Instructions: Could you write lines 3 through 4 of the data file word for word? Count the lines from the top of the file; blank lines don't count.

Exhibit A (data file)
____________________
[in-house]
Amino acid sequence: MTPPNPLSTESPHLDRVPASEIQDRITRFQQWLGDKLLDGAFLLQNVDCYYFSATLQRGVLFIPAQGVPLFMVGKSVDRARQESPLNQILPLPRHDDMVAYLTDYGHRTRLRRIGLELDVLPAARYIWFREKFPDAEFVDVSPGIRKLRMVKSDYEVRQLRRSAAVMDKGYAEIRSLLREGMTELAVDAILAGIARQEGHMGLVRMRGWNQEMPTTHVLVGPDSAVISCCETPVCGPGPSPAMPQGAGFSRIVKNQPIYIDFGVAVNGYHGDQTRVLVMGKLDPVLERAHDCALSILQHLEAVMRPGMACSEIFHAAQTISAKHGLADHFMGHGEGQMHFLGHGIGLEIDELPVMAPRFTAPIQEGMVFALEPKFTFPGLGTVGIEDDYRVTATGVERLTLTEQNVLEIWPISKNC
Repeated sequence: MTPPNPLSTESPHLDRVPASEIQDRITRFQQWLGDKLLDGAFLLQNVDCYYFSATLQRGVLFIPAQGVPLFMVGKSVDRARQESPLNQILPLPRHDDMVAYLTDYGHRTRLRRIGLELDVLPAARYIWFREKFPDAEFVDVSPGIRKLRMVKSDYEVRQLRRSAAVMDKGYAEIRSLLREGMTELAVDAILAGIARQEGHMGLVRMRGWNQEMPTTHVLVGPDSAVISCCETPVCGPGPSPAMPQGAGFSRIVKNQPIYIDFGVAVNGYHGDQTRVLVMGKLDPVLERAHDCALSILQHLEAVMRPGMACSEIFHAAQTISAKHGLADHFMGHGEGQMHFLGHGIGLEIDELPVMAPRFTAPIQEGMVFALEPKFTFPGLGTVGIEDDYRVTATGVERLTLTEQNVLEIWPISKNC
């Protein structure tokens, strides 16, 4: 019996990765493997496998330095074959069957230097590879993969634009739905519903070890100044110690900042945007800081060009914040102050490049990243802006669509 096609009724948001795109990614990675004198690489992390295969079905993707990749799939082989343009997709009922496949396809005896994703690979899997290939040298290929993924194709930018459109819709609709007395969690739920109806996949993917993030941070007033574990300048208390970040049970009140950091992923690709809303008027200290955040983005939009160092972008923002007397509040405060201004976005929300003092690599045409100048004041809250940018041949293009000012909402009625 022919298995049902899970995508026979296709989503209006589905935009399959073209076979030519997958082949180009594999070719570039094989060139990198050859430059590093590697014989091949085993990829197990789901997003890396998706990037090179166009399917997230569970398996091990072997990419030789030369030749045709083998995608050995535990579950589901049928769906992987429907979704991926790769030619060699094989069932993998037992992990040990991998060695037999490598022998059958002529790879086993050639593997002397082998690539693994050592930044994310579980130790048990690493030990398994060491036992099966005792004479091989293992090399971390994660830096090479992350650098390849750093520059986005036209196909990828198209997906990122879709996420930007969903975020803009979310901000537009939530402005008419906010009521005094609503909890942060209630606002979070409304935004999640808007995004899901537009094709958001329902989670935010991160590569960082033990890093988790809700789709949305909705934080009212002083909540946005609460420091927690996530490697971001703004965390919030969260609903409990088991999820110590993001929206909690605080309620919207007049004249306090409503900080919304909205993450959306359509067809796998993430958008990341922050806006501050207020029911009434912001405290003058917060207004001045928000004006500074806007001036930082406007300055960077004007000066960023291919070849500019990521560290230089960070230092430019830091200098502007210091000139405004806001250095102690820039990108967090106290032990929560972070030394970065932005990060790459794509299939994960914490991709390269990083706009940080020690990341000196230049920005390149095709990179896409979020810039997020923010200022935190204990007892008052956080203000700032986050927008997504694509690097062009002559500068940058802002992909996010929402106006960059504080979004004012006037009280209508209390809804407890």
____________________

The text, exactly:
Repeated sequence: MTPPNPLSTESPHLDRVPASEIQDRITRFQQWLGDKLLDGAFLLQNVDCYYFSATLQRGVLFIPAQGVPLFMVGKSVDRARQESPLNQILPLPRHDDMVAYLTDYGHRTRLRRIGLELDVLPAARYIWFREKFPDAEFVDVSPGIRKLRMVKSDYEVRQLRRSAAVMDKGYAEIRSLLREGMTELAVDAILAGIARQEGHMGLVRMRGWNQEMPTTHVLVGPDSAVISCCETPVCGPGPSPAMPQGAGFSRIVKNQPIYIDFGVAVNGYHGDQTRVLVMGKLDPVLERAHDCALSILQHLEAVMRPGMACSEIFHAAQTISAKHGLADHFMGHGEGQMHFLGHGIGLEIDELPVMAPRFTAPIQEGMVFALEPKFTFPGLGTVGIEDDYRVTATGVERLTLTEQNVLEIWPISKNC
């Protein structure tokens, strides 16, 4: 019996990765493997496998330095074959069957230097590879993969634009739905519903070890100044110690900042945007800081060009914040102050490049990243802006669509 096609009724948001795109990614990675004198690489992390295969079905993707990749799939082989343009997709009922496949396809005896994703690979899997290939040298290929993924194709930018459109819709609709007395969690739920109806996949993917993030941070007033574990300048208390970040049970009140950091992923690709809303008027200290955040983005939009160092972008923002007397509040405060201004976005929300003092690599045409100048004041809250940018041949293009000012909402009625 022919298995049902899970995508026979296709989503209006589905935009399959073209076979030519997958082949180009594999070719570039094989060139990198050859430059590093590697014989091949085993990829197990789901997003890396998706990037090179166009399917997230569970398996091990072997990419030789030369030749045709083998995608050995535990579950589901049928769906992987429907979704991926790769030619060699094989069932993998037992992990040990991998060695037999490598022998059958002529790879086993050639593997002397082998690539693994050592930044994310579980130790048990690493030990398994060491036992099966005792004479091989293992090399971390994660830096090479992350650098390849750093520059986005036209196909990828198209997906990122879709996420930007969903975020803009979310901000537009939530402005008419906010009521005094609503909890942060209630606002979070409304935004999640808007995004899901537009094709958001329902989670935010991160590569960082033990890093988790809700789709949305909705934080009212002083909540946005609460420091927690996530490697971001703004965390919030969260609903409990088991999820110590993001929206909690605080309620919207007049004249306090409503900080919304909205993450959306359509067809796998993430958008990341922050806006501050207020029911009434912001405290003058917060207004001045928000004006500074806007001036930082406007300055960077004007000066960023291919070849500019990521560290230089960070230092430019830091200098502007210091000139405004806001250095102690820039990108967090106290032990929560972070030394970065932005990060790459794509299939994960914490991709390269990083706009940080020690990341000196230049920005390149095709990179896409979020810039997020923010200022935190204990007892008052956080203000700032986050927008997504694509690097062009002559500068940058802002992909996010929402106006960059504080979004004012006037009280209508209390809804407890």